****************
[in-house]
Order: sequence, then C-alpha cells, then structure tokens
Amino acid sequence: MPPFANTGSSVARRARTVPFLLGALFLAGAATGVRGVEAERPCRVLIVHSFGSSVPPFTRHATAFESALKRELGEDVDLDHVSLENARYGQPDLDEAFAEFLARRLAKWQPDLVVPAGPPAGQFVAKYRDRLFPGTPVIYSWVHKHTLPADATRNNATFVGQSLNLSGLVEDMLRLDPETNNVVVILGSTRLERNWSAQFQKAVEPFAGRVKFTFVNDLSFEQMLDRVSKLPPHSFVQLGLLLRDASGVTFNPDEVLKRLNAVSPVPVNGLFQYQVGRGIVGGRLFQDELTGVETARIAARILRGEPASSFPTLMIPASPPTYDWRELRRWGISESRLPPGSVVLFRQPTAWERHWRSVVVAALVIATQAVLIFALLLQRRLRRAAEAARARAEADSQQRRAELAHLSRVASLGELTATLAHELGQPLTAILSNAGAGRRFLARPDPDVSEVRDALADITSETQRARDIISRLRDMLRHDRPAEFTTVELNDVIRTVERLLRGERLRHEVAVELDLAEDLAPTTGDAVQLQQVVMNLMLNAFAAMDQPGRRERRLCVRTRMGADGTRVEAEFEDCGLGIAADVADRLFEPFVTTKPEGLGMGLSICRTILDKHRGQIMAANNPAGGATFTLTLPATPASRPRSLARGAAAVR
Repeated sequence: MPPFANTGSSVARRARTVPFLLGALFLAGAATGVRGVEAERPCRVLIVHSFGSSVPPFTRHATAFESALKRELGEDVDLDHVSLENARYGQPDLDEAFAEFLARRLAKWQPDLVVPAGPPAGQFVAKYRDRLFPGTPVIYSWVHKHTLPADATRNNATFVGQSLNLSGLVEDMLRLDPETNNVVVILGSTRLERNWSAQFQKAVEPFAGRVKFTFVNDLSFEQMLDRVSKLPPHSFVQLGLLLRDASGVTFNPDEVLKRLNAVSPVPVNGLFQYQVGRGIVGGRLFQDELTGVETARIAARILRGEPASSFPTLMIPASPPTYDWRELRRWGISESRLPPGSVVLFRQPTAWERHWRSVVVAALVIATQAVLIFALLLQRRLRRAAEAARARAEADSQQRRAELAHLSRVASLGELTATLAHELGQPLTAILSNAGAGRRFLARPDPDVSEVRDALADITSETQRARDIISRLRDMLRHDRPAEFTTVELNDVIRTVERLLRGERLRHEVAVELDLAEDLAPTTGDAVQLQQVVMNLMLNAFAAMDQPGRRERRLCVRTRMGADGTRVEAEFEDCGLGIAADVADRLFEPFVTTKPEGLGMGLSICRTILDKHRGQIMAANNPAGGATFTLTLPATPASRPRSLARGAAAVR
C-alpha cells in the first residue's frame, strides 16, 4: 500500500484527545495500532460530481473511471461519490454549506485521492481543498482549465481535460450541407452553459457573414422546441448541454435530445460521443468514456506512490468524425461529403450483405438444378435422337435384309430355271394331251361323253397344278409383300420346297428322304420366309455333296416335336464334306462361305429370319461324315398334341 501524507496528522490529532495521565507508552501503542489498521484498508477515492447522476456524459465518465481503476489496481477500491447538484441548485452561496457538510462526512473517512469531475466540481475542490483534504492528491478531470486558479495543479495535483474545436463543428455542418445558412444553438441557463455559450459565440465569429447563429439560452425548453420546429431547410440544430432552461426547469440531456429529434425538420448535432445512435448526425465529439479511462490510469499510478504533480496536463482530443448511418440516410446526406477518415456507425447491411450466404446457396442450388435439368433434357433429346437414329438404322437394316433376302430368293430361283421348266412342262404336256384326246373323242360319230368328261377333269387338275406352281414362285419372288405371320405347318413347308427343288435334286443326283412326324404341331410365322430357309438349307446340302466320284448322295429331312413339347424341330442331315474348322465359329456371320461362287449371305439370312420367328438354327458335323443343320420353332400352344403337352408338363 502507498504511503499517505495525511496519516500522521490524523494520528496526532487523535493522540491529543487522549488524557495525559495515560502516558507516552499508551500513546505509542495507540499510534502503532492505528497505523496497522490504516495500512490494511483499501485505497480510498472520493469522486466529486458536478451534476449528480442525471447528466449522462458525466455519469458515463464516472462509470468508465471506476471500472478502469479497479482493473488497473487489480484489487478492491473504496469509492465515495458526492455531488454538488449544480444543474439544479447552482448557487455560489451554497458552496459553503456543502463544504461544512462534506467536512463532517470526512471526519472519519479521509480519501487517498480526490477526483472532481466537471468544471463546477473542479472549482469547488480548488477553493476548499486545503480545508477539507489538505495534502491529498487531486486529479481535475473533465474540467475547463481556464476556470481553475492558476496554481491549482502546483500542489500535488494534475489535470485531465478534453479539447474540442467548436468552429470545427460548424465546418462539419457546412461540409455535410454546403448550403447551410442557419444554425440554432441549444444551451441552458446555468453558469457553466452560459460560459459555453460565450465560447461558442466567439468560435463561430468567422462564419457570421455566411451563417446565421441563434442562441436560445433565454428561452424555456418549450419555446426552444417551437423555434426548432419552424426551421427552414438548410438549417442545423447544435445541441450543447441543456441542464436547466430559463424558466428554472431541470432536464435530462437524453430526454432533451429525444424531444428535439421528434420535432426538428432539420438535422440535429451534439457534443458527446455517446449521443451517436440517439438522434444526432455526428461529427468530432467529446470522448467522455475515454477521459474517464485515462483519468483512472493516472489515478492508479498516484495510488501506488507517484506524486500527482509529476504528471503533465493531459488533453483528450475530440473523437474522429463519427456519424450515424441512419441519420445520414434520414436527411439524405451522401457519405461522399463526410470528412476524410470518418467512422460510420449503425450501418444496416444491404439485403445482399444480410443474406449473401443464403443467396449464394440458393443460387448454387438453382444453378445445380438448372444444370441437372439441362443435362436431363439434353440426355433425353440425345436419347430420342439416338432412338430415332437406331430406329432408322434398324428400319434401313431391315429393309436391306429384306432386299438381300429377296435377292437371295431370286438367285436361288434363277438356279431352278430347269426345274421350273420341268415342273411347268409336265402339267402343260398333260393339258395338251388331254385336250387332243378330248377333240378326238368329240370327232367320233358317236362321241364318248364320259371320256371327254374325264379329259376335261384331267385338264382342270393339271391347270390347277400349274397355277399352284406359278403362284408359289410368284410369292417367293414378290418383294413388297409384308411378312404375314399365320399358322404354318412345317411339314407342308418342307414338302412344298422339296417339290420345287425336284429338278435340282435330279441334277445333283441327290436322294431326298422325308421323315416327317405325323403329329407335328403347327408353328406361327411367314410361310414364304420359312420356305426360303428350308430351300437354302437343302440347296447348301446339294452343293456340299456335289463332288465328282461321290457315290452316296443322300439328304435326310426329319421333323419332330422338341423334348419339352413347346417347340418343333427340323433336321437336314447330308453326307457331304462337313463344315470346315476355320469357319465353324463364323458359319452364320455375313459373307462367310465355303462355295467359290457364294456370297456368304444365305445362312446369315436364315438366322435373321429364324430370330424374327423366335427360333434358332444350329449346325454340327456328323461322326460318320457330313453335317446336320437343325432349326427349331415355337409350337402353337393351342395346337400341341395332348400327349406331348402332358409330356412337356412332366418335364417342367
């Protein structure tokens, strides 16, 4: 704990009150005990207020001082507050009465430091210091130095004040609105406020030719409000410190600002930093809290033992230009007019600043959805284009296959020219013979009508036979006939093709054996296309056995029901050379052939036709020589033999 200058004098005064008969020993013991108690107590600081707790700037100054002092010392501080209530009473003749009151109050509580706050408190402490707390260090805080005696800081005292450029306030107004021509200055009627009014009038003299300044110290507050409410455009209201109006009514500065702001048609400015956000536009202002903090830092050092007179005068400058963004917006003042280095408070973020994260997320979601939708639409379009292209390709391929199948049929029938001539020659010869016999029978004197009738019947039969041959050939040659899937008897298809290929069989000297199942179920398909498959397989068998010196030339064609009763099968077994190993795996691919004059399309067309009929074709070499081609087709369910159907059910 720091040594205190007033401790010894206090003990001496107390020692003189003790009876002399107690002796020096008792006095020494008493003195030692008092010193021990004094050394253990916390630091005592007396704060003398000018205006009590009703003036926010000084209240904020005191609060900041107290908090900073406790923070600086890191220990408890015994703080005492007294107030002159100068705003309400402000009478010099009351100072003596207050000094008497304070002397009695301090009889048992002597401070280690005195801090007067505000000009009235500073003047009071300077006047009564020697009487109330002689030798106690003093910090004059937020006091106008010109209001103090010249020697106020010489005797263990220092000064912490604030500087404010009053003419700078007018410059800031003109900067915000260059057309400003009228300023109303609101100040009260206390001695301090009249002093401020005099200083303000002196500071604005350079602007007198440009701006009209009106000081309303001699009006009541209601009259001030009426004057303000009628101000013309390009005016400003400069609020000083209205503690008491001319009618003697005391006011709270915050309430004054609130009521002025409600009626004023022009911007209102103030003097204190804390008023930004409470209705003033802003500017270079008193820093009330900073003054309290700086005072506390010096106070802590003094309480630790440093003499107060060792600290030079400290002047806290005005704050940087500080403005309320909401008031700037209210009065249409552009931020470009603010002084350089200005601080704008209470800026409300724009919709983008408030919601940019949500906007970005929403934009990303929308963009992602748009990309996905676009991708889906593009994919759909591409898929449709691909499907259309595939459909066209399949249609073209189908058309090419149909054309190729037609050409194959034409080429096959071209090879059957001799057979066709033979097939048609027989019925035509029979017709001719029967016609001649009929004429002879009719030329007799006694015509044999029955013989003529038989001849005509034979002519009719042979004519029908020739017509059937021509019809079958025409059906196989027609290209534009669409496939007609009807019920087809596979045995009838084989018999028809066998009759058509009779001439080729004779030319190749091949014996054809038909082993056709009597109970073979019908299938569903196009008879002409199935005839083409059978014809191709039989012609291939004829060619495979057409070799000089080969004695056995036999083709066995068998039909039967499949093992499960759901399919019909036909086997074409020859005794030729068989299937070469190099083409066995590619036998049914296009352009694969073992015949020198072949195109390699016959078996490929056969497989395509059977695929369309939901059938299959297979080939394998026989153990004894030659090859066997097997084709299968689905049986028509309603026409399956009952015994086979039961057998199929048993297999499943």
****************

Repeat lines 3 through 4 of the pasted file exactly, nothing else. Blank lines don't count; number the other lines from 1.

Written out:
Amino acid sequence: MPPFANTGSSVARRARTVPFLLGALFLAGAATGVRGVEAERPCRVLIVHSFGSSVPPFTRHATAFESALKRELGEDVDLDHVSLENARYGQPDLDEAFAEFLARRLAKWQPDLVVPAGPPAGQFVAKYRDRLFPGTPVIYSWVHKHTLPADATRNNATFVGQSLNLSGLVEDMLRLDPETNNVVVILGSTRLERNWSAQFQKAVEPFAGRVKFTFVNDLSFEQMLDRVSKLPPHSFVQLGLLLRDASGVTFNPDEVLKRLNAVSPVPVNGLFQYQVGRGIVGGRLFQDELTGVETARIAARILRGEPASSFPTLMIPASPPTYDWRELRRWGISESRLPPGSVVLFRQPTAWERHWRSVVVAALVIATQAVLIFALLLQRRLRRAAEAARARAEADSQQRRAELAHLSRVASLGELTATLAHELGQPLTAILSNAGAGRRFLARPDPDVSEVRDALADITSETQRARDIISRLRDMLRHDRPAEFTTVELNDVIRTVERLLRGERLRHEVAVELDLAEDLAPTTGDAVQLQQVVMNLMLNAFAAMDQPGRRERRLCVRTRMGADGTRVEAEFEDCGLGIAADVADRLFEPFVTTKPEGLGMGLSICRTILDKHRGQIMAANNPAGGATFTLTLPATPASRPRSLARGAAAVR
Repeated sequence: MPPFANTGSSVARRARTVPFLLGALFLAGAATGVRGVEAERPCRVLIVHSFGSSVPPFTRHATAFESALKRELGEDVDLDHVSLENARYGQPDLDEAFAEFLARRLAKWQPDLVVPAGPPAGQFVAKYRDRLFPGTPVIYSWVHKHTLPADATRNNATFVGQSLNLSGLVEDMLRLDPETNNVVVILGSTRLERNWSAQFQKAVEPFAGRVKFTFVNDLSFEQMLDRVSKLPPHSFVQLGLLLRDASGVTFNPDEVLKRLNAVSPVPVNGLFQYQVGRGIVGGRLFQDELTGVETARIAARILRGEPASSFPTLMIPASPPTYDWRELRRWGISESRLPPGSVVLFRQPTAWERHWRSVVVAALVIATQAVLIFALLLQRRLRRAAEAARARAEADSQQRRAELAHLSRVASLGELTATLAHELGQPLTAILSNAGAGRRFLARPDPDVSEVRDALADITSETQRARDIISRLRDMLRHDRPAEFTTVELNDVIRTVERLLRGERLRHEVAVELDLAEDLAPTTGDAVQLQQVVMNLMLNAFAAMDQPGRRERRLCVRTRMGADGTRVEAEFEDCGLGIAADVADRLFEPFVTTKPEGLGMGLSICRTILDKHRGQIMAANNPAGGATFTLTLPATPASRPRSLARGAAAVR